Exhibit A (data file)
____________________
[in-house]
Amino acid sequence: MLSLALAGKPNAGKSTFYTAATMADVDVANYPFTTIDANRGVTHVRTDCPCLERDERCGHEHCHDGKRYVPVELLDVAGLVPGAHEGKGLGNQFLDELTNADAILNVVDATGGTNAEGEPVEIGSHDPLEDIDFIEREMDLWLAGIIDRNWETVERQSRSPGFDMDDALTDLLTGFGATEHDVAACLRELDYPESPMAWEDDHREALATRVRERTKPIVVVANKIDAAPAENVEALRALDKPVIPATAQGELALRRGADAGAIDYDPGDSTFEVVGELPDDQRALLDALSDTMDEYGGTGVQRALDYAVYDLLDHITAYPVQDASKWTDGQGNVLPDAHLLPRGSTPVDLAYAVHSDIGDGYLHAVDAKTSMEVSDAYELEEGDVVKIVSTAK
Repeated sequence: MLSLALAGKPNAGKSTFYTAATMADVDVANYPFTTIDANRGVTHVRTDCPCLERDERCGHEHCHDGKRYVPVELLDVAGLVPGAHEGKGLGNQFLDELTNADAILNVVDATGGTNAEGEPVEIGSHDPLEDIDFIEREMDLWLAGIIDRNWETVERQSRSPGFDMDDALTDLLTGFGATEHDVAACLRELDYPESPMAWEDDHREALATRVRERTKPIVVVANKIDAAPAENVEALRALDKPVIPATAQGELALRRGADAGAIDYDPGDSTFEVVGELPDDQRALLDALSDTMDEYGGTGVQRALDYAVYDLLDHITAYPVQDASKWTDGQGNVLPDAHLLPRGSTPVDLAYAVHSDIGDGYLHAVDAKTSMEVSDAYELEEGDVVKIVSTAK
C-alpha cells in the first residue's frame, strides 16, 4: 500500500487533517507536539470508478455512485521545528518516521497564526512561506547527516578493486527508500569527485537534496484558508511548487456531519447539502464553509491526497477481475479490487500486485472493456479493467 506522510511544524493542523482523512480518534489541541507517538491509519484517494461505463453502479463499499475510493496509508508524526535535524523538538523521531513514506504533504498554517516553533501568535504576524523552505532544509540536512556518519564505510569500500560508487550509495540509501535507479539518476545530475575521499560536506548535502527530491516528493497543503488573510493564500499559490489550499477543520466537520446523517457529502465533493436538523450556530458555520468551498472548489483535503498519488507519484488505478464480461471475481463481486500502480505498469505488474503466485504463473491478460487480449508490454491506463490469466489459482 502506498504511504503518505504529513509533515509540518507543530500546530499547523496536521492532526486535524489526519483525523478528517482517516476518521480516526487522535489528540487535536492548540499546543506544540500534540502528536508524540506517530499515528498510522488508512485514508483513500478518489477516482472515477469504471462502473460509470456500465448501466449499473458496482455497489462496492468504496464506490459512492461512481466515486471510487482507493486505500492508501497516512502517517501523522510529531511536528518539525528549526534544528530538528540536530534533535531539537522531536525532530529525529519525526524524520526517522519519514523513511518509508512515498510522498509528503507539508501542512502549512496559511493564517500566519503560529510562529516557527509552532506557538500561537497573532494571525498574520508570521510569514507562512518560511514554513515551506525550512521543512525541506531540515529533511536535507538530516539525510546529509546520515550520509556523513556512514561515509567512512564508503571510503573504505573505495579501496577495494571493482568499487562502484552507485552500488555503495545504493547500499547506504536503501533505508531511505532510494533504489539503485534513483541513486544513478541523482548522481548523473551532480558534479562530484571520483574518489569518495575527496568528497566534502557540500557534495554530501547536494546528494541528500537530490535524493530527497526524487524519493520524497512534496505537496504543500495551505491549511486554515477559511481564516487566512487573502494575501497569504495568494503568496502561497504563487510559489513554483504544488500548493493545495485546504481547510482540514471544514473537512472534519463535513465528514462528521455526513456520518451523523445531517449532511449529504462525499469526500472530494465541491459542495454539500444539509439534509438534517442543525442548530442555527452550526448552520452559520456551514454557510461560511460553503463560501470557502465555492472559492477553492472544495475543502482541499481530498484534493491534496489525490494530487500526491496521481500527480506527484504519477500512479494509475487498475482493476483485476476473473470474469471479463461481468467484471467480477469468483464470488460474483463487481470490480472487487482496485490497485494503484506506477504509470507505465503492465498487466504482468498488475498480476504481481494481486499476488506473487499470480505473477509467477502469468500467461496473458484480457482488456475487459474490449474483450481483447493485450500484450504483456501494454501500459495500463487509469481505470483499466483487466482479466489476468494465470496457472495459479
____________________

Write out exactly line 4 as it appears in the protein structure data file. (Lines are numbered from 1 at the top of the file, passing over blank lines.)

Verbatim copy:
C-alpha cells in the first residue's frame, strides 16, 4: 500500500487533517507536539470508478455512485521545528518516521497564526512561506547527516578493486527508500569527485537534496484558508511548487456531519447539502464553509491526497477481475479490487500486485472493456479493467 506522510511544524493542523482523512480518534489541541507517538491509519484517494461505463453502479463499499475510493496509508508524526535535524523538538523521531513514506504533504498554517516553533501568535504576524523552505532544509540536512556518519564505510569500500560508487550509495540509501535507479539518476545530475575521499560536506548535502527530491516528493497543503488573510493564500499559490489550499477543520466537520446523517457529502465533493436538523450556530458555520468551498472548489483535503498519488507519484488505478464480461471475481463481486500502480505498469505488474503466485504463473491478460487480449508490454491506463490469466489459482 502506498504511504503518505504529513509533515509540518507543530500546530499547523496536521492532526486535524489526519483525523478528517482517516476518521480516526487522535489528540487535536492548540499546543506544540500534540502528536508524540506517530499515528498510522488508512485514508483513500478518489477516482472515477469504471462502473460509470456500465448501466449499473458496482455497489462496492468504496464506490459512492461512481466515486471510487482507493486505500492508501497516512502517517501523522510529531511536528518539525528549526534544528530538528540536530534533535531539537522531536525532530529525529519525526524524520526517522519519514523513511518509508512515498510522498509528503507539508501542512502549512496559511493564517500566519503560529510562529516557527509552532506557538500561537497573532494571525498574520508570521510569514507562512518560511514554513515551506525550512521543512525541506531540515529533511536535507538530516539525510546529509546520515550520509556523513556512514561515509567512512564508503571510503573504505573505495579501496577495494571493482568499487562502484552507485552500488555503495545504493547500499547506504536503501533505508531511505532510494533504489539503485534513483541513486544513478541523482548522481548523473551532480558534479562530484571520483574518489569518495575527496568528497566534502557540500557534495554530501547536494546528494541528500537530490535524493530527497526524487524519493520524497512534496505537496504543500495551505491549511486554515477559511481564516487566512487573502494575501497569504495568494503568496502561497504563487510559489513554483504544488500548493493545495485546504481547510482540514471544514473537512472534519463535513465528514462528521455526513456520518451523523445531517449532511449529504462525499469526500472530494465541491459542495454539500444539509439534509438534517442543525442548530442555527452550526448552520452559520456551514454557510461560511460553503463560501470557502465555492472559492477553492472544495475543502482541499481530498484534493491534496489525490494530487500526491496521481500527480506527484504519477500512479494509475487498475482493476483485476476473473470474469471479463461481468467484471467480477469468483464470488460474483463487481470490480472487487482496485490497485494503484506506477504509470507505465503492465498487466504482468498488475498480476504481481494481486499476488506473487499470480505473477509467477502469468500467461496473458484480457482488456475487459474490449474483450481483447493485450500484450504483456501494454501500459495500463487509469481505470483499466483487466482479466489476468494465470496457472495459479